books

Halfpoint / Fotolia

According to the AARP, at least 90 percent of people in a recent survey say they want to age in their own home. But sometimes health and mobility issues can make that hope a challenge.

Penguin Random House

It’s Tuesday already, but there are more than a few Packers fans still basking in the glow of their comeback victory over Chicago on Sunday night. Many of those same fans were expressing their disgust with the Packers leadership halfway through the game, when the score was lopsided in favor of the Bears.

That's football. But it’s also like politics — we support our leaders when we agree with them and want to throw the bums out when we don’t. The intersection between professional football and politics is pretty substantial, as Mark Leibovich learned over the past few years.

Penguin Random House

Chicago writer Rebecca Makkai’s newest book, "The Great Believers", is a work of fiction, but its underpinnings are very real, and very familiar to people in the Midwest. Much of the book is set in the late 1980s and early '90s, in Chicago’s gay community. It was a time when AIDS was reaching epidemic levels and thousands were dying, even as politicians ignored it and broader society often spread fear, misinformation and distrust.

bookstore-milwaukee-airport-renaissance-books
Maayan Silver

Walk into the public area of Milwaukee’s General Mitchell International Airport, and you’ll see traditional airport sights: monitors for departures, places to grab coffee and food. But you’ll also see a 2,600-square-foot used bookstore, Renaissance Books.

The latest Bubbler Talk — our series that allows you to ask WUWM questions about Milwaukee —  takes us to the bookshop. Question asker Susie Hoglund, of Shorewood:

The word "genius" gets thrown around a lot in casual conversation. Even when you weed out subsets — like "managerial geniuses" or "musical geniuses" — there are some transcendent figures we typically file under the genius category. Leonardo da Vinci would certainly rank among these people, who transformed the ways in which we view the world. 

Scary stories are a classic part of childhood. A whistling wind or a bump in the night, heighten the drama of these tales and keep listeners coming back for more.

Like a lot of kids, Anna Lardinois loved these stories, but unlike a lot of adults, she’s made her living through telling them. Lardinois is the founder of Gothic Milwaukee, through which she gives haunted, historical walking tours of the city.

Rido / Fotolia

According to a 2017 study from Common Sense Media, 98 percent of households with children age 8 and under now have access to a mobile device like a tablet or a smartphone. That’s an increase of 52 percent from 2011.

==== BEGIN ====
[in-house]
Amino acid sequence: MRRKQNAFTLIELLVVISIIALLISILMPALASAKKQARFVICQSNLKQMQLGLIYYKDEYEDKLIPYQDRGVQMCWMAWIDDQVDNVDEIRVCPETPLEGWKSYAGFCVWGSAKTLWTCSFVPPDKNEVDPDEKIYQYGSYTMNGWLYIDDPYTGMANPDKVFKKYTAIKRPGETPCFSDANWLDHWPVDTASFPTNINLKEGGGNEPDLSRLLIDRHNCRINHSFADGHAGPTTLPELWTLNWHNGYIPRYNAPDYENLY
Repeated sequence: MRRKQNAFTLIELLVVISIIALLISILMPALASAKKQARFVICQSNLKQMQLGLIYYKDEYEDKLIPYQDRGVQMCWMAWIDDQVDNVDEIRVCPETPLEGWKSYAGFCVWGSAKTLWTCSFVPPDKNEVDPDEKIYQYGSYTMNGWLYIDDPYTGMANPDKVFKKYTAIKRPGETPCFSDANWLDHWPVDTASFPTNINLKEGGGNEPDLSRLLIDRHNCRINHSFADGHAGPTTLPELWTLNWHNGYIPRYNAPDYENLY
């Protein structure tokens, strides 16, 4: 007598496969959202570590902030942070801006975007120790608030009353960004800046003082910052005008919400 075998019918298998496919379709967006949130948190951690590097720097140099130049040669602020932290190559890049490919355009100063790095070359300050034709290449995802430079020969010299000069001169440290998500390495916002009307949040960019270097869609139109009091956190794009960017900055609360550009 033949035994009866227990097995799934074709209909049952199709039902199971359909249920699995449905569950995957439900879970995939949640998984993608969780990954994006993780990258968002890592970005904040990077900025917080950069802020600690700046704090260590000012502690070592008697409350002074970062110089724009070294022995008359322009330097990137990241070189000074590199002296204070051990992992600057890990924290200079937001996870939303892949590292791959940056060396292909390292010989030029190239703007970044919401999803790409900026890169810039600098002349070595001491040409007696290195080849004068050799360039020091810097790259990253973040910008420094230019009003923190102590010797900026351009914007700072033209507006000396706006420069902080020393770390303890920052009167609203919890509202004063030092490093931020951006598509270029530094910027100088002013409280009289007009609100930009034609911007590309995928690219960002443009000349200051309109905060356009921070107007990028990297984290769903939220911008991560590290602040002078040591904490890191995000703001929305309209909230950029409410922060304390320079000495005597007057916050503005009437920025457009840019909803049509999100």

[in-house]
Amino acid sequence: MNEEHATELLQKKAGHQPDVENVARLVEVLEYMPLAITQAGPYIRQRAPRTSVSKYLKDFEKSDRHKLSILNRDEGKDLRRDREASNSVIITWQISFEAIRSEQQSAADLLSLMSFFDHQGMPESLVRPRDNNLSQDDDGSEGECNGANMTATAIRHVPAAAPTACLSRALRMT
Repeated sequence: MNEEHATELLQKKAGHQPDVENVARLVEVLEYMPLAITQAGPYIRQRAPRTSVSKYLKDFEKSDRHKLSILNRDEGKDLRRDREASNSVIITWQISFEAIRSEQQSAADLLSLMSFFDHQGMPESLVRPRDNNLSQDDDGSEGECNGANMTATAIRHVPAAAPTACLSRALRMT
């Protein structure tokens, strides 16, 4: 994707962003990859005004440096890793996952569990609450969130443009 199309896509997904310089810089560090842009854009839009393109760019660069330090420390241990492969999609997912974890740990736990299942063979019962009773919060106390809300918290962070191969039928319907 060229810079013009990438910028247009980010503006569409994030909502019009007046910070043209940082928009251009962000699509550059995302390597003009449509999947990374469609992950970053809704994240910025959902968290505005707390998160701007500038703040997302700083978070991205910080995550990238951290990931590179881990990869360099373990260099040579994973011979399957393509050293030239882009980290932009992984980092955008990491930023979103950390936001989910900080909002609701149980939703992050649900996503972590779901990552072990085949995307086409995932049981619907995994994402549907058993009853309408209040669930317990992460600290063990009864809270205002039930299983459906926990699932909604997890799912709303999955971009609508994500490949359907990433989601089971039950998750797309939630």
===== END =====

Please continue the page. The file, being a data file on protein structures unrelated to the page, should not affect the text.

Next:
The Independent Eye

Milwaukee Fringe Festival opens this weekend with performances from around the country. One of those performances is a new work from Elizabeth Fuller and Conrad Bishop, who started their theater careers in Milwaukee.

silepost.com

Stories and storytelling flourish in Ireland and Irish descendants scattered around the world, like Irish/American author Sheila Post.

Post’s newest novel, Your Own Ones, uses her family’s Irish heritage by telling the journey of Canadian/Irish wild salmon conservationist Áine O’Connor. In the book, O’Connor travels to the Dingle Peninsula in Ireland, and discovers a 1,000-year-old family tradition of protecting the land and sea, as well as a hidden family history.

Putnam/Penguin Random House

The most recent figures from the World Bank show the average life expectancy for Americans is nearly 79 years old.  And while that’s a few years less than some other countries, it's still around the highest point it has ever been in US history.  But let’s say you knew exactly how long you’ll live - down to the very day.  Would it change the way you lived your life?

Thoreau's Nearly-Forgotten Stay In Milwaukee

Jul 10, 2018
Mitch Teich

When stopping for coffee in Walker’s Point and happen past a familiar face from literary history, don’t be surprised. A plaque dedicated to the memory of philosopher and author Henry David Thoreau is located outside of Colectivo Coffee at 170 South 1st Street.

During his 1861 journey to Mackinac Island, Thoreau stayed at the Lakehouse Hotel, noting in his journal the hefty price of 75 cents per night. The plaque, dedicated in 2014 by local poets and performers, honors Thoreau’s impact on both Martin Luther King, Jr. and Mahatma Gandhi.

Penguin Random House Books

As a child, author Pamela Druckerman often envisioned adults as astronauts and scientists – people with highly-technical, labor-intensive careers and responsibilities. “Grownups had this kind of wisdom, insight and discernment, an ability to wrap their heads around social dynamics and conversations,” says Druckerman. “I guess I defined [adulthood] as anything vaguely confident that I was not able to do.”

Harper Collins Publishers

After the brats and popsicles and before the fireworks, many families might spend some of their Fourth of July recounting the bravery and selflessness of America’s first president. Author Peter Stark tells a slightly different story, one of a young and naïve George Washington, who only later became the fearless leader as we remember him.

HenschelHAUS Publishing

Geoff Carter has been teaching high school English in Milwaukee Public Schools for nearly 30 years. Most of his students were and are considered at-risk, and he has strong opinions about the importance of public schools and about the dynamics that exist here among public, private, charter and voucher schools and their advocates.

Harper Collins Publishers

June marked the one-year anniversary of the shooting at the Pulse Nightclub in Orlando, Florida. Many religious leaders and laypeople alike came together in the wake of the shooting to provide support, and mourn the loss of the victims killed in the LGBT nightclub.

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